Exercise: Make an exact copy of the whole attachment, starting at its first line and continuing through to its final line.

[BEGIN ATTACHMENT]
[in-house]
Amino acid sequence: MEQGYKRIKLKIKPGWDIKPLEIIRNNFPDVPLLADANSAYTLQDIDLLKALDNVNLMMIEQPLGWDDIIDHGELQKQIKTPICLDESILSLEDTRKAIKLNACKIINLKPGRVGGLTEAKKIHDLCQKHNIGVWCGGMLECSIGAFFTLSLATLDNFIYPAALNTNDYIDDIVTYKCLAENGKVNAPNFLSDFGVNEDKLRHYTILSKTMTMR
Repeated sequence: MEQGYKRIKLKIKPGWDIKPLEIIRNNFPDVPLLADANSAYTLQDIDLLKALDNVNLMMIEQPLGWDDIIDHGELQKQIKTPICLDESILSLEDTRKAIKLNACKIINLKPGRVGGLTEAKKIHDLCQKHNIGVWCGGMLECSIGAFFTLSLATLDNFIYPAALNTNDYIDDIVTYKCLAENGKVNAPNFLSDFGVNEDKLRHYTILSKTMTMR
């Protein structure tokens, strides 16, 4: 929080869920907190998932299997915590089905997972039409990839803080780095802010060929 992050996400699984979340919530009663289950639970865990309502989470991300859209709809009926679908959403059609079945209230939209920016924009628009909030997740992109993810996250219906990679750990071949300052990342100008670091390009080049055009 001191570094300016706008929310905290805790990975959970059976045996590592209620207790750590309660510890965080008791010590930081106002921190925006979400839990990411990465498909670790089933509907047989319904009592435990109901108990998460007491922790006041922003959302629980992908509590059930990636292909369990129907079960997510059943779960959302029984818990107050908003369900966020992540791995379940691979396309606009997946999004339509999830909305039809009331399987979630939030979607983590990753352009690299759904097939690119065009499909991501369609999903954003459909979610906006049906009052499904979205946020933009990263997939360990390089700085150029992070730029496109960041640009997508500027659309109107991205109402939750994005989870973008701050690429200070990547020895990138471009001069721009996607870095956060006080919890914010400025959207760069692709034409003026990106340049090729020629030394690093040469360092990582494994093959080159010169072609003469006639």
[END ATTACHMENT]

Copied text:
[in-house]
Amino acid sequence: MEQGYKRIKLKIKPGWDIKPLEIIRNNFPDVPLLADANSAYTLQDIDLLKALDNVNLMMIEQPLGWDDIIDHGELQKQIKTPICLDESILSLEDTRKAIKLNACKIINLKPGRVGGLTEAKKIHDLCQKHNIGVWCGGMLECSIGAFFTLSLATLDNFIYPAALNTNDYIDDIVTYKCLAENGKVNAPNFLSDFGVNEDKLRHYTILSKTMTMR
Repeated sequence: MEQGYKRIKLKIKPGWDIKPLEIIRNNFPDVPLLADANSAYTLQDIDLLKALDNVNLMMIEQPLGWDDIIDHGELQKQIKTPICLDESILSLEDTRKAIKLNACKIINLKPGRVGGLTEAKKIHDLCQKHNIGVWCGGMLECSIGAFFTLSLATLDNFIYPAALNTNDYIDDIVTYKCLAENGKVNAPNFLSDFGVNEDKLRHYTILSKTMTMR
């Protein structure tokens, strides 16, 4: 929080869920907190998932299997915590089905997972039409990839803080780095802010060929 992050996400699984979340919530009663289950639970865990309502989470991300859209709809009926679908959403059609079945209230939209920016924009628009909030997740992109993810996250219906990679750990071949300052990342100008670091390009080049055009 001191570094300016706008929310905290805790990975959970059976045996590592209620207790750590309660510890965080008791010590930081106002921190925006979400839990990411990465498909670790089933509907047989319904009592435990109901108990998460007491922790006041922003959302629980992908509590059930990636292909369990129907079960997510059943779960959302029984818990107050908003369900966020992540791995379940691979396309606009997946999004339509999830909305039809009331399987979630939030979607983590990753352009690299759904097939690119065009499909991501369609999903954003459909979610906006049906009052499904979205946020933009990263997939360990390089700085150029992070730029496109960041640009997508500027659309109107991205109402939750994005989870973008701050690429200070990547020895990138471009001069721009996607870095956060006080919890914010400025959207760069692709034409003026990106340049090729020629030394690093040469360092990582494994093959080159010169072609003469006639």